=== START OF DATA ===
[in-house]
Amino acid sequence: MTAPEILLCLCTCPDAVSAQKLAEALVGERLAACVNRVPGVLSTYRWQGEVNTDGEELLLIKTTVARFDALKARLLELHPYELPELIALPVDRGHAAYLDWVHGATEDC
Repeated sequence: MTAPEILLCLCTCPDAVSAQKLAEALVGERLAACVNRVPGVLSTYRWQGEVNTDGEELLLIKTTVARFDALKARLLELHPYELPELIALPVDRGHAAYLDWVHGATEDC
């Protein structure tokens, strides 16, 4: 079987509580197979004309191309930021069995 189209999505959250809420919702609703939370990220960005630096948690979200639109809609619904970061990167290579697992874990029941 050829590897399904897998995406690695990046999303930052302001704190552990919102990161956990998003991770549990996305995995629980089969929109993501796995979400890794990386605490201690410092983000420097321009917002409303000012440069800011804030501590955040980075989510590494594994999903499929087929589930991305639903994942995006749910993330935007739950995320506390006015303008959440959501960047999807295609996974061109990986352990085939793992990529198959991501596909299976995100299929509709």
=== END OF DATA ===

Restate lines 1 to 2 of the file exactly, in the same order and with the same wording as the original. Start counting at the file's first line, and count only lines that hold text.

[in-house]
Amino acid sequence: MTAPEILLCLCTCPDAVSAQKLAEALVGERLAACVNRVPGVLSTYRWQGEVNTDGEELLLIKTTVARFDALKARLLELHPYELPELIALPVDRGHAAYLDWVHGATEDC